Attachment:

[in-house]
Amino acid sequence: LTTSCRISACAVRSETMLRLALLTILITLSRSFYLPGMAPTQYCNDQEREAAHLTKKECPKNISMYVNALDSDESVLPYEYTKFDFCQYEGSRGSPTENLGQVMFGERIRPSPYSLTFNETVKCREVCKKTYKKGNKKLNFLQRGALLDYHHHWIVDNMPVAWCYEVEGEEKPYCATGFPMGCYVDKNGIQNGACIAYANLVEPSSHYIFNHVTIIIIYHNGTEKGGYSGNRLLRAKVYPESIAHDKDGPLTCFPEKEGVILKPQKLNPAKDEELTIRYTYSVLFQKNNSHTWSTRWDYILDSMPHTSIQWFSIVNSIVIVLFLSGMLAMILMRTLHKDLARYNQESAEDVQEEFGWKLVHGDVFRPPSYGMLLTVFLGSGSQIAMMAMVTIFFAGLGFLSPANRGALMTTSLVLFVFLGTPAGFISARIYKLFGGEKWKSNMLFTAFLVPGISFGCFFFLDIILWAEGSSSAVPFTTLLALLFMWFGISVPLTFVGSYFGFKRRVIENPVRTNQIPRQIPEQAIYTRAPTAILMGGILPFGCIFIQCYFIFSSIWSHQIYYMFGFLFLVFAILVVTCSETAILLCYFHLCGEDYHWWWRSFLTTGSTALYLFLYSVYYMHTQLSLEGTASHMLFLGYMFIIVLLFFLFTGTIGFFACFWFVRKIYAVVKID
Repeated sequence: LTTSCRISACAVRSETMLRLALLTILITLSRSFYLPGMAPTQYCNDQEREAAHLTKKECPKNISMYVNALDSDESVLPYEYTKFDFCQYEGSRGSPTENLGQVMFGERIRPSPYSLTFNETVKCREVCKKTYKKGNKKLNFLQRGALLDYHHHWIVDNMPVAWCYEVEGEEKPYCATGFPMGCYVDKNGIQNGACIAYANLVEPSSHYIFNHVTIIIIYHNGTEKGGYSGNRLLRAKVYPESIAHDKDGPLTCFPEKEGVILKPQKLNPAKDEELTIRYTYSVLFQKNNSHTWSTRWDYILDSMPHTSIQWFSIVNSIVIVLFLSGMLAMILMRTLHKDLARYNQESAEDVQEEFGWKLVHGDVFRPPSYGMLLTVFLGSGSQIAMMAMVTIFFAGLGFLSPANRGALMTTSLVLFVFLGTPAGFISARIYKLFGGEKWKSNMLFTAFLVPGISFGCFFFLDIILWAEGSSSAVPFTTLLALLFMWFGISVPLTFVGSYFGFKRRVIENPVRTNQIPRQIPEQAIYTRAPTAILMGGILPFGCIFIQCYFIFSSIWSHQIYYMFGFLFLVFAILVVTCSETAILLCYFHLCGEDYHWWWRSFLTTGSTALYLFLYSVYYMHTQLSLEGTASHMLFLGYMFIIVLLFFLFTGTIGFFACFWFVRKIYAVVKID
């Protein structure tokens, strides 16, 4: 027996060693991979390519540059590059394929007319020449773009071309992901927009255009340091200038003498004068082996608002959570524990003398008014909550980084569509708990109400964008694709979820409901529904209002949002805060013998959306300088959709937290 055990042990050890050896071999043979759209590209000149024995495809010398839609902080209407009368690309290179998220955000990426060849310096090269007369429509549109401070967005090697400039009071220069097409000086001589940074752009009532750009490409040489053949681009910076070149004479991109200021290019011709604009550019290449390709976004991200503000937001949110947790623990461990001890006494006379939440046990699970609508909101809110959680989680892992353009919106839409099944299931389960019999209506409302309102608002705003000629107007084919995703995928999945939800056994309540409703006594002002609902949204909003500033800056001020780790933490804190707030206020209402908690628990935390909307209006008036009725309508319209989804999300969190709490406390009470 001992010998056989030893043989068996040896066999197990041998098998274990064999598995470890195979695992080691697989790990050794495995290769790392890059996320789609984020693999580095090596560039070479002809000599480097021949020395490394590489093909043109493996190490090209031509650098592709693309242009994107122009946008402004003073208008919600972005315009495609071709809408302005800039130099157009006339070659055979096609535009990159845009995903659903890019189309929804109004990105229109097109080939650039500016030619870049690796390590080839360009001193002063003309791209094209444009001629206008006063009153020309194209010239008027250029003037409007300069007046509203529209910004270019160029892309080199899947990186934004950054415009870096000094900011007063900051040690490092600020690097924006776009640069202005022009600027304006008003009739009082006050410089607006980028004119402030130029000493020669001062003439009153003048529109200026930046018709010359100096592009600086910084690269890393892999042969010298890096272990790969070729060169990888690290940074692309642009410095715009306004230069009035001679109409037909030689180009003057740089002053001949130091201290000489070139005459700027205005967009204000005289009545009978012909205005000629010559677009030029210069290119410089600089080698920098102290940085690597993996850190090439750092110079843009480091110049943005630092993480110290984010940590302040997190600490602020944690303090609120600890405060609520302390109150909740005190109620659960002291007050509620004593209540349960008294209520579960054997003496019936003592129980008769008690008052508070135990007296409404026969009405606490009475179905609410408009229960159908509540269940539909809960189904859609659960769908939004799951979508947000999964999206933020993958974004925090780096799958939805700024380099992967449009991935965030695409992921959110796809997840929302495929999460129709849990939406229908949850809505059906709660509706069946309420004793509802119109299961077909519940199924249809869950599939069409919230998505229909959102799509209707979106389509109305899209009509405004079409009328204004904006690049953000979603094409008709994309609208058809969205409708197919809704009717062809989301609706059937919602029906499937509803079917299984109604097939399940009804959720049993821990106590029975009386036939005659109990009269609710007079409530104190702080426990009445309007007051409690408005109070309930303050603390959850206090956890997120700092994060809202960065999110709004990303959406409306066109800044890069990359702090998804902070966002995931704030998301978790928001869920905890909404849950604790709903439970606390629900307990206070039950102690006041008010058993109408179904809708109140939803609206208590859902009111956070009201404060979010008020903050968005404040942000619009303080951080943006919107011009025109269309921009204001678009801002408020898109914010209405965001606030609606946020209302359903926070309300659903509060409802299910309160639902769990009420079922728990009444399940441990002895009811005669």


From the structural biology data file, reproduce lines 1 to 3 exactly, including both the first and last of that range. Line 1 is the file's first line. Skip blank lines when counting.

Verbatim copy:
[in-house]
Amino acid sequence: LTTSCRISACAVRSETMLRLALLTILITLSRSFYLPGMAPTQYCNDQEREAAHLTKKECPKNISMYVNALDSDESVLPYEYTKFDFCQYEGSRGSPTENLGQVMFGERIRPSPYSLTFNETVKCREVCKKTYKKGNKKLNFLQRGALLDYHHHWIVDNMPVAWCYEVEGEEKPYCATGFPMGCYVDKNGIQNGACIAYANLVEPSSHYIFNHVTIIIIYHNGTEKGGYSGNRLLRAKVYPESIAHDKDGPLTCFPEKEGVILKPQKLNPAKDEELTIRYTYSVLFQKNNSHTWSTRWDYILDSMPHTSIQWFSIVNSIVIVLFLSGMLAMILMRTLHKDLARYNQESAEDVQEEFGWKLVHGDVFRPPSYGMLLTVFLGSGSQIAMMAMVTIFFAGLGFLSPANRGALMTTSLVLFVFLGTPAGFISARIYKLFGGEKWKSNMLFTAFLVPGISFGCFFFLDIILWAEGSSSAVPFTTLLALLFMWFGISVPLTFVGSYFGFKRRVIENPVRTNQIPRQIPEQAIYTRAPTAILMGGILPFGCIFIQCYFIFSSIWSHQIYYMFGFLFLVFAILVVTCSETAILLCYFHLCGEDYHWWWRSFLTTGSTALYLFLYSVYYMHTQLSLEGTASHMLFLGYMFIIVLLFFLFTGTIGFFACFWFVRKIYAVVKID
Repeated sequence: LTTSCRISACAVRSETMLRLALLTILITLSRSFYLPGMAPTQYCNDQEREAAHLTKKECPKNISMYVNALDSDESVLPYEYTKFDFCQYEGSRGSPTENLGQVMFGERIRPSPYSLTFNETVKCREVCKKTYKKGNKKLNFLQRGALLDYHHHWIVDNMPVAWCYEVEGEEKPYCATGFPMGCYVDKNGIQNGACIAYANLVEPSSHYIFNHVTIIIIYHNGTEKGGYSGNRLLRAKVYPESIAHDKDGPLTCFPEKEGVILKPQKLNPAKDEELTIRYTYSVLFQKNNSHTWSTRWDYILDSMPHTSIQWFSIVNSIVIVLFLSGMLAMILMRTLHKDLARYNQESAEDVQEEFGWKLVHGDVFRPPSYGMLLTVFLGSGSQIAMMAMVTIFFAGLGFLSPANRGALMTTSLVLFVFLGTPAGFISARIYKLFGGEKWKSNMLFTAFLVPGISFGCFFFLDIILWAEGSSSAVPFTTLLALLFMWFGISVPLTFVGSYFGFKRRVIENPVRTNQIPRQIPEQAIYTRAPTAILMGGILPFGCIFIQCYFIFSSIWSHQIYYMFGFLFLVFAILVVTCSETAILLCYFHLCGEDYHWWWRSFLTTGSTALYLFLYSVYYMHTQLSLEGTASHMLFLGYMFIIVLLFFLFTGTIGFFACFWFVRKIYAVVKID